October 30, 2023
Getting Your Shots May Help With the Imminent Flu Season
A nurse prepares an injection of the influenza vaccine at Massachusetts General Hospital in Boston in 2013.
For most people, the winter season means a cold or a flu. Respiratory disease-causing viruses typically flourish in the population during the fall and winter. Prior to COVID-19, the flu and RSV viruses accounted for the majority of severe respiratory illnesses at this time of year. When some people contract the flu or RSV, they may only experience minor symptoms, but others can become severe enough to require hospitalization. Based on the viral strains that are circulating and our immunity to them, some seasons are more severe than others.
The number of persons hospitalized due to illness is one indicator of a season's severity because it puts a strain on the healthcare system. However, experts emphasize the significance of getting immunized now to stay healthy during the winter and lessen the burden on the healthcare system. The first symptoms of respiratory virus season are just beginning to appear in the United States.
The US Centers for Disease Control and Prevention predict that this year's respiratory disease season will be worse than pre-epidemic years and similar to previous years when hospitals were busier than at any other time during the pandemic. Not only do we have to look out for the influenza virus (flu), and the respiratory syncytial virus (RSV), also known as the common cold, but COVID-19 as well.
According to the CDC, there isn't much flu activity right now, but there have been minor spikes in certain areas. During the second week of October, respiratory illnesses that included fever and a cough or sore throat accounted for about 2% of outpatient medical visits. The CDC thinks that's still below the baseline level, but it's already greater than it was at this point in every season since 2010, with the exception of last year.
But that won't last forever, and according to experts, immunizations will be essential to preserving people's safety and health. There are several factors to consider if the demand on the healthcare system will increase from what it was last year or the year before.
According to CDC data, the combined hospitalization rates for COVID-19, flu, and RSV in the first part of October were less than half of the same period the previous year. The number of hospitalizations for COVID-19 has been declining for approximately a month. The CDC projections indicate that the number of new admissions, which was approximately 16,000 in the second week of October, will likely remain rather stable over the following few weeks.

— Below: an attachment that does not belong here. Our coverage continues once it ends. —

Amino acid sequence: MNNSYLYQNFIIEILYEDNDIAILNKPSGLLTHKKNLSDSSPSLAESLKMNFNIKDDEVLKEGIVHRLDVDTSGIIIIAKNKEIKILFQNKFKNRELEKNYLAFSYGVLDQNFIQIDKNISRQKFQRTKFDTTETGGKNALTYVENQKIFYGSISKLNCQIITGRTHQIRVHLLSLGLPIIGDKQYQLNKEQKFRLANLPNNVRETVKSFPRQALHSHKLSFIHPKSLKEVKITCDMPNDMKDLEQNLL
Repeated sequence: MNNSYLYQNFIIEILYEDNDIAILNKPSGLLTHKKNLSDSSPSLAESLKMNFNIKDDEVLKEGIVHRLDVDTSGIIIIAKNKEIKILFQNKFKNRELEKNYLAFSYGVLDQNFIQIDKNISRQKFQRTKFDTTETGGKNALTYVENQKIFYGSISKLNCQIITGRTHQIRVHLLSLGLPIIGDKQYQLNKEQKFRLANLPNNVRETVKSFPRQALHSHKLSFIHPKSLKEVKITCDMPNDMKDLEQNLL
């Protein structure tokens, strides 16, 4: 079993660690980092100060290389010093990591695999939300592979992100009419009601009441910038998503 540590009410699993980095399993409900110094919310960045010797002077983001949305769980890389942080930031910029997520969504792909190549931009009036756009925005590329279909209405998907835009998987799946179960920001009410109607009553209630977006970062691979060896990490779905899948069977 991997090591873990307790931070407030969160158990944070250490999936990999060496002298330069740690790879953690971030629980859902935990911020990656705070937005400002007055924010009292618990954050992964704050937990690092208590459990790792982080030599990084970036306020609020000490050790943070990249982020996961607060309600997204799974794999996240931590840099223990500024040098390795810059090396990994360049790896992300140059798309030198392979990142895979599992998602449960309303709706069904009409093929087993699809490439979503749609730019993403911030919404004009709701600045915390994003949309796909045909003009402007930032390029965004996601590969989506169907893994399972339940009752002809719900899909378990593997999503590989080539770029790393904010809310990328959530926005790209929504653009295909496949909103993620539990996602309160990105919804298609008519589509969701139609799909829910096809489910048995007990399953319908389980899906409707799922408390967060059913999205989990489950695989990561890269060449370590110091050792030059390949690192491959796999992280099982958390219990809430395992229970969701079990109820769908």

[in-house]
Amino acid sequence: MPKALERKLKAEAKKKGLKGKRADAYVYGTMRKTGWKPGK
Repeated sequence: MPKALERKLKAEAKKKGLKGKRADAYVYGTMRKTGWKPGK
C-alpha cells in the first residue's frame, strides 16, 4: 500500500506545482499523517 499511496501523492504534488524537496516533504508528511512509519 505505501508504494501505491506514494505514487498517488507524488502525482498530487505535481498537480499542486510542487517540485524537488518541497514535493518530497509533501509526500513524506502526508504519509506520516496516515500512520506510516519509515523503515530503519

“There are lots of reasons to think about whether there will be an even greater demand on the healthcare system than there was last year or the year before that,” Nancy Foster, Vice President for Quality and Patient Safety Policy at the American Hospital Association, told CNN. “Our number one ask is that people get their vaccines, and now’s the time. It’s been shown in good studies to be the number one thing that keeps patients from either getting the disease — or if they do get it, from getting as sick as they might and needing to come into the hospital.”
Vaccines against all three major respiratory viruses are now accessible in the US for the first time. The current COVID-19 vaccine and the seasonal flu shot should be administered to all individuals six months of age and older. Additionally, vaccination against RSV is advised for specific populations, such as elderly adults and newborns, who are especially vulnerable to serious illness. Getting the flu shot before the end of October is recommended by the CDC. Flu, Covid-19, and RSV vaccinations can all be administered in the same appointment.
“Even with the end of the COVID-19 (public health emergency), our nation is in its strongest position yet to fight the three viruses responsible for the majority of fall and winter hospitalizations — flu, COVID-19, and RSV,” a spokesperson from the US Department of Health and Human Services said in a statement to CNN. “In addition, HHS has been in constant communication with public health departments, providers, stakeholders, and medical associations for months — through webinars, stakeholder engagement, news appearances, and more — on the importance of vaccination this fall and winter respiratory virus season, when cases are expected to rise, as they do annually.”
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